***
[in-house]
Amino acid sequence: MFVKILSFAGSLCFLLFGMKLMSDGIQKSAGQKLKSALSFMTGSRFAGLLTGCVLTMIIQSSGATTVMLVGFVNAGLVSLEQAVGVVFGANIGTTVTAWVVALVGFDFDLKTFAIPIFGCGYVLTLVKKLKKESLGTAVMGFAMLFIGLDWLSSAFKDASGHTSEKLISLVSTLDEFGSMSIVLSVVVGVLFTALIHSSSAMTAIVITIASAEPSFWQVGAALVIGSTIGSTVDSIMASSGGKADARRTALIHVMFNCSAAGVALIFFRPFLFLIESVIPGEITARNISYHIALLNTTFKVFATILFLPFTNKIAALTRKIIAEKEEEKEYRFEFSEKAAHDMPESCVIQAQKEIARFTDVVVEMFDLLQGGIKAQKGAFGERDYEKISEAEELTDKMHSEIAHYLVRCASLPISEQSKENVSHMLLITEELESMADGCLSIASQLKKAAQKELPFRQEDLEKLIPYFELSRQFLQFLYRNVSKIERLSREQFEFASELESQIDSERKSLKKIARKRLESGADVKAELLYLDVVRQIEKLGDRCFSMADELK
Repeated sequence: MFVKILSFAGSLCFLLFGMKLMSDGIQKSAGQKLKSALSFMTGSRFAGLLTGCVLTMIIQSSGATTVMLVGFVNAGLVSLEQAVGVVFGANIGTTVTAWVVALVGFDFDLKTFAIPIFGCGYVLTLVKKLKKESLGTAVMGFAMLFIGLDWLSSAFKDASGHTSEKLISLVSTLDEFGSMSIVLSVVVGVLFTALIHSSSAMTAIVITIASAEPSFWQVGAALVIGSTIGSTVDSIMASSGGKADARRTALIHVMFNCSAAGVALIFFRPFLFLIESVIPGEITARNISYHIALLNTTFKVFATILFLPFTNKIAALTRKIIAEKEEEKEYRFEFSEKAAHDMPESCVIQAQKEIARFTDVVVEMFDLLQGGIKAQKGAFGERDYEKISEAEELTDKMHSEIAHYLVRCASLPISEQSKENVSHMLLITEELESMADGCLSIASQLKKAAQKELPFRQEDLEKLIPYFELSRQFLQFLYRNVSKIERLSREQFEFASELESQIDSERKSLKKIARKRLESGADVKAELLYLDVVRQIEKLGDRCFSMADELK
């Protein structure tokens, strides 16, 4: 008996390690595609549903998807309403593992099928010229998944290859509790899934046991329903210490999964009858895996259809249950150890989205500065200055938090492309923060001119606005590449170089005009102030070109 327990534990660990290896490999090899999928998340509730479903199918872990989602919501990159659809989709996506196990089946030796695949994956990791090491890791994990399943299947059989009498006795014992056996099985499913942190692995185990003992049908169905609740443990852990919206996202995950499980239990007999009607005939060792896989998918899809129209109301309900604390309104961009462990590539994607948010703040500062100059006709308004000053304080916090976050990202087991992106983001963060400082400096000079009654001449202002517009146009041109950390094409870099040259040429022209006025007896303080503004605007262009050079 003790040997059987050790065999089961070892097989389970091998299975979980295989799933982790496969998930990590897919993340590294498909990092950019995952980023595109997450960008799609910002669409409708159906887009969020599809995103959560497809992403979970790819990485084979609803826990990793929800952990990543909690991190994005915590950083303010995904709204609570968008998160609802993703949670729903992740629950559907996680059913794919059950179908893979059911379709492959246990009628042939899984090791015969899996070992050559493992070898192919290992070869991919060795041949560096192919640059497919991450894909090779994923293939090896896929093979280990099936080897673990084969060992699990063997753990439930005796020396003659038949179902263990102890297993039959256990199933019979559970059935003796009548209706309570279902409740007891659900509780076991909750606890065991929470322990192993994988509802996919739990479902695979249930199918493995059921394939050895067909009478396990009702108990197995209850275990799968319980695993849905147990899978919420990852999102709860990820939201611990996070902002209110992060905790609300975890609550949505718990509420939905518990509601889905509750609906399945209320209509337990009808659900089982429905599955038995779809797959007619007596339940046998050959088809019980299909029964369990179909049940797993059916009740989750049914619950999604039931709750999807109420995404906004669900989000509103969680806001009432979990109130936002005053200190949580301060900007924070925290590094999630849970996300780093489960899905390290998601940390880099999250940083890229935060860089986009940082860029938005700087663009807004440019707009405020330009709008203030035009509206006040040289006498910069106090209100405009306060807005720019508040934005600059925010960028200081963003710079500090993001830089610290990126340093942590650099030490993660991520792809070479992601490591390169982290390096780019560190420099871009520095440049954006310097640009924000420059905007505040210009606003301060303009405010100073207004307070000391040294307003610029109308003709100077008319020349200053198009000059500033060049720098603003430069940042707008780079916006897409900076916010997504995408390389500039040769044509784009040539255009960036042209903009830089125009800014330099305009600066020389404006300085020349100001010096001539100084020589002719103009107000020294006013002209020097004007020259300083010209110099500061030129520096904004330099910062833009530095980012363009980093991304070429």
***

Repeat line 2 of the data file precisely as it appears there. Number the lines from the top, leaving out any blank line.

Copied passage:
Amino acid sequence: MFVKILSFAGSLCFLLFGMKLMSDGIQKSAGQKLKSALSFMTGSRFAGLLTGCVLTMIIQSSGATTVMLVGFVNAGLVSLEQAVGVVFGANIGTTVTAWVVALVGFDFDLKTFAIPIFGCGYVLTLVKKLKKESLGTAVMGFAMLFIGLDWLSSAFKDASGHTSEKLISLVSTLDEFGSMSIVLSVVVGVLFTALIHSSSAMTAIVITIASAEPSFWQVGAALVIGSTIGSTVDSIMASSGGKADARRTALIHVMFNCSAAGVALIFFRPFLFLIESVIPGEITARNISYHIALLNTTFKVFATILFLPFTNKIAALTRKIIAEKEEEKEYRFEFSEKAAHDMPESCVIQAQKEIARFTDVVVEMFDLLQGGIKAQKGAFGERDYEKISEAEELTDKMHSEIAHYLVRCASLPISEQSKENVSHMLLITEELESMADGCLSIASQLKKAAQKELPFRQEDLEKLIPYFELSRQFLQFLYRNVSKIERLSREQFEFASELESQIDSERKSLKKIARKRLESGADVKAELLYLDVVRQIEKLGDRCFSMADELK